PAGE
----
- Will Teerasil be a lone star?
Teerasil Dangda has become used to playing as Thailand’s lone striker over the past few years, so the company of Adisak Kraisorn in the last two games must have been unfamiliar.
So unfamiliar has it been that neither player looks completely comfortable with the arrangement. Adisak has been pulling wide and dropping deep, while Teerasil remains the key target in attack.
It may be worth a rethink for the game against China, in which more guile will be required to create as well as finish chances.
Adisak has yet to find the net in the tournament, making it four consecutive starts without a goal since his early scoring glut at the 2018 AFF Suzuki Cup.
The powerful Supachai Jaided or the creative Sumanya Purisai could be good alternatives, with Adisak a useful option to have from the bench if a goal is needed.
The key is that they complement the roaming role of Chanathip, and Adisak’s limited mobility has perhaps not provided the best outlet to keep possession or finish chances.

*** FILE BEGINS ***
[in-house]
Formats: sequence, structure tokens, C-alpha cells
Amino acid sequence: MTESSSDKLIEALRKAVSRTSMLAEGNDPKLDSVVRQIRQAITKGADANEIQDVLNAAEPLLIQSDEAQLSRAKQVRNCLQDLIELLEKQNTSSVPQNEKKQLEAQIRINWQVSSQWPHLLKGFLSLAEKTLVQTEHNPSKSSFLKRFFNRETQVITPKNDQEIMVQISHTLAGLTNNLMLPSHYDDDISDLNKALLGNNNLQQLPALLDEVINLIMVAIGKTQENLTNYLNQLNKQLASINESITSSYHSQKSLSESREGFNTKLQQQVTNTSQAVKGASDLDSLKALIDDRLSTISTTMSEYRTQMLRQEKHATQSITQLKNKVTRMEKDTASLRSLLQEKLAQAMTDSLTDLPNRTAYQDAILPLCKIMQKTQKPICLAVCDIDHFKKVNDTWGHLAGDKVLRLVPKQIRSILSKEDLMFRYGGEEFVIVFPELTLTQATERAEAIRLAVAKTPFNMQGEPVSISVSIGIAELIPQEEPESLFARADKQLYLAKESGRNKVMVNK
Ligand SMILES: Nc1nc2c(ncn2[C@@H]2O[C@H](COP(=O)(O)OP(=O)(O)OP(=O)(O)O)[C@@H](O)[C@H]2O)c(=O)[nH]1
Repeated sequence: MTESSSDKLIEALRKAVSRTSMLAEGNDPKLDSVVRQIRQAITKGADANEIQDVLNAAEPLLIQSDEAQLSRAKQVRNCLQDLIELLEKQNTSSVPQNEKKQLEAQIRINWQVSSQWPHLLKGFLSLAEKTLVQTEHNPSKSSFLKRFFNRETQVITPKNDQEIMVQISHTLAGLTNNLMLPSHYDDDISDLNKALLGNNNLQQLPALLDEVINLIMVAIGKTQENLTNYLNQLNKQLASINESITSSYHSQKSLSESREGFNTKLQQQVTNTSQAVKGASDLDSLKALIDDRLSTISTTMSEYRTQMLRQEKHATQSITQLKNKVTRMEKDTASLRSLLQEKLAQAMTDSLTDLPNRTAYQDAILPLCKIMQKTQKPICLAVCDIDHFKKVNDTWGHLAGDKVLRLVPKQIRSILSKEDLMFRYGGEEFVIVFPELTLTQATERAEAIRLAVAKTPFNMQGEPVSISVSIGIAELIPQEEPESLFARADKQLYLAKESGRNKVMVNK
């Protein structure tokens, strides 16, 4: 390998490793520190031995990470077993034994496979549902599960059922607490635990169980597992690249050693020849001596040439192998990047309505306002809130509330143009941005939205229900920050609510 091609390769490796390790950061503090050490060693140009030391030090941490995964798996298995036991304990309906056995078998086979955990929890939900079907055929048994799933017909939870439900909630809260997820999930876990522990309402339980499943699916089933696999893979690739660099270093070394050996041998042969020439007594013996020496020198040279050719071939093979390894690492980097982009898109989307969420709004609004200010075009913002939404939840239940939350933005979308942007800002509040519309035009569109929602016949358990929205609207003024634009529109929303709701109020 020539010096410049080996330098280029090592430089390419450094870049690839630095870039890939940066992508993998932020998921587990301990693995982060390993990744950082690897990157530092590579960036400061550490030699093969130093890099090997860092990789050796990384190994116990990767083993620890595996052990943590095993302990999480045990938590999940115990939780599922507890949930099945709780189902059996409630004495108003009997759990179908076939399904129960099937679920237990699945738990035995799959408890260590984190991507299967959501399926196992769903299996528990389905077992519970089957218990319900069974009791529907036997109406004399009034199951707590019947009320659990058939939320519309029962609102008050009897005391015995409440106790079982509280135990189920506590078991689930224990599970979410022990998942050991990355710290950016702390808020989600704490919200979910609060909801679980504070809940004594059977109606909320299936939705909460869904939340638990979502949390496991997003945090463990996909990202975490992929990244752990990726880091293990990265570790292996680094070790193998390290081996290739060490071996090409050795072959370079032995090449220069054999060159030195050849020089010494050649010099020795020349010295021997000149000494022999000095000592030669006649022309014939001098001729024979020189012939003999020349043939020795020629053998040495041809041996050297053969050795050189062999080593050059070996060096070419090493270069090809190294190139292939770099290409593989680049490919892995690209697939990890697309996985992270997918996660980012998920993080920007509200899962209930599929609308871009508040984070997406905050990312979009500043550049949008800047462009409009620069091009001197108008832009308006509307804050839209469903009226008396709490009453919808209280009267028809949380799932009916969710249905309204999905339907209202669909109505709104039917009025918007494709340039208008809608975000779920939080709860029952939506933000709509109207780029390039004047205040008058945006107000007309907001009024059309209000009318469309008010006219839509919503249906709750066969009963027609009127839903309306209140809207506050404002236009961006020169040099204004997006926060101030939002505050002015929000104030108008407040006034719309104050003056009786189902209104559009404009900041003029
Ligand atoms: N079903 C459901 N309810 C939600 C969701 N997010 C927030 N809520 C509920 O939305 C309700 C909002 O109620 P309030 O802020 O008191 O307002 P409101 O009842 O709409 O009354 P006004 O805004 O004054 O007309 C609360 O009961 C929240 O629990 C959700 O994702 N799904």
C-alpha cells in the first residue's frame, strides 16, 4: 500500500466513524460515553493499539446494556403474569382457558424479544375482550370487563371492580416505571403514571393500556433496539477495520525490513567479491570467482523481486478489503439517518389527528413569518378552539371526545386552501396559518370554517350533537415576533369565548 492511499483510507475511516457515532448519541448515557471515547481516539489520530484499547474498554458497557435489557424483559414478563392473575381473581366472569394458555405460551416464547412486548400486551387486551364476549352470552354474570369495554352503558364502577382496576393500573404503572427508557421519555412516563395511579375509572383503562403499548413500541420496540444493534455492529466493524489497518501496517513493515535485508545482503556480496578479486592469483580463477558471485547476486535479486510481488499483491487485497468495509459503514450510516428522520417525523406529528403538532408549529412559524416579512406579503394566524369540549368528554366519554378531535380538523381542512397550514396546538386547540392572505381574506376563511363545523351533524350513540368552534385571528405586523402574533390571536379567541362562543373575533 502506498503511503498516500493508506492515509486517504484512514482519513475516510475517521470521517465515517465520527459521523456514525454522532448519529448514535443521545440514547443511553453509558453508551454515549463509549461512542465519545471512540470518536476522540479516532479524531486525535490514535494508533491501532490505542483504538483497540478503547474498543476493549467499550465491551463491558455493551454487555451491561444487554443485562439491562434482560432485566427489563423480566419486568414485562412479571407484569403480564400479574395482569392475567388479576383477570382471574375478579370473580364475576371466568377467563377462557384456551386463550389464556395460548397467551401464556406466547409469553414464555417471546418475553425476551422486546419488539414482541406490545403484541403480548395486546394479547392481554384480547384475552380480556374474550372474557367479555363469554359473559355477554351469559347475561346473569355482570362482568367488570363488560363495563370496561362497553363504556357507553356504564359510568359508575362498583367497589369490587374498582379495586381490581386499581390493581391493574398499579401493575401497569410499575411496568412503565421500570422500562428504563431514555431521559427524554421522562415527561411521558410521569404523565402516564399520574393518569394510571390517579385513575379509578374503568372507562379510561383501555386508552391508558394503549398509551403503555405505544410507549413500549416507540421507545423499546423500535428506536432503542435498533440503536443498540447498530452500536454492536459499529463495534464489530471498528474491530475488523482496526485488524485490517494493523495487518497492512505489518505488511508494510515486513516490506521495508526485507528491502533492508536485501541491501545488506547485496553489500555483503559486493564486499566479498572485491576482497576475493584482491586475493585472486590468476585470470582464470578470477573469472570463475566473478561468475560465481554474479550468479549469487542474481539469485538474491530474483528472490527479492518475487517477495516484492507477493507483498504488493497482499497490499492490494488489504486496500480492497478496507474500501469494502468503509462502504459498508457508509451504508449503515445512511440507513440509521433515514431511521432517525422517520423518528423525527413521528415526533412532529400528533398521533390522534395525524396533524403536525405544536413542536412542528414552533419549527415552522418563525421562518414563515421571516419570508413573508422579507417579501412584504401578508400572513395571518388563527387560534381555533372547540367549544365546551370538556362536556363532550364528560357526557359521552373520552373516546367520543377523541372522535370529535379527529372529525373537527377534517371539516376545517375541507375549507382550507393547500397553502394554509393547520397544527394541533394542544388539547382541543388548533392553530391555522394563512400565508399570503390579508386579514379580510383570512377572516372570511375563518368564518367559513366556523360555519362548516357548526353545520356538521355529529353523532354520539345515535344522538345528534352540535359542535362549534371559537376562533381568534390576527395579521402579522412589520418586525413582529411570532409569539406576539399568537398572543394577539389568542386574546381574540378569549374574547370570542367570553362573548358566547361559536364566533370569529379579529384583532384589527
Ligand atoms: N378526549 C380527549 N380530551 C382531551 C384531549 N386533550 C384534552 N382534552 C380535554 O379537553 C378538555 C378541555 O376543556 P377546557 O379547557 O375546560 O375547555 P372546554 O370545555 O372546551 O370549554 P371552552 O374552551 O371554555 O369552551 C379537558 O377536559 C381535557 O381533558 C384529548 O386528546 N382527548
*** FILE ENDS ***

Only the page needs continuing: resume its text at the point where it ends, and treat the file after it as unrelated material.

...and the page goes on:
- Don’t settle for satisfactory
Thailand’s current report card for the tournament reads SATISFACTORY. The target was always to reach the Round of 16 at least and they have achieved that. Anything less would have been a failure.
In the circumstances, the achievement seems more impressive but the clean-up operation after the Indian catastrophe was the least the fans deserved, with the players having to take their share of the blame for an abject second-half performance on Matchday One.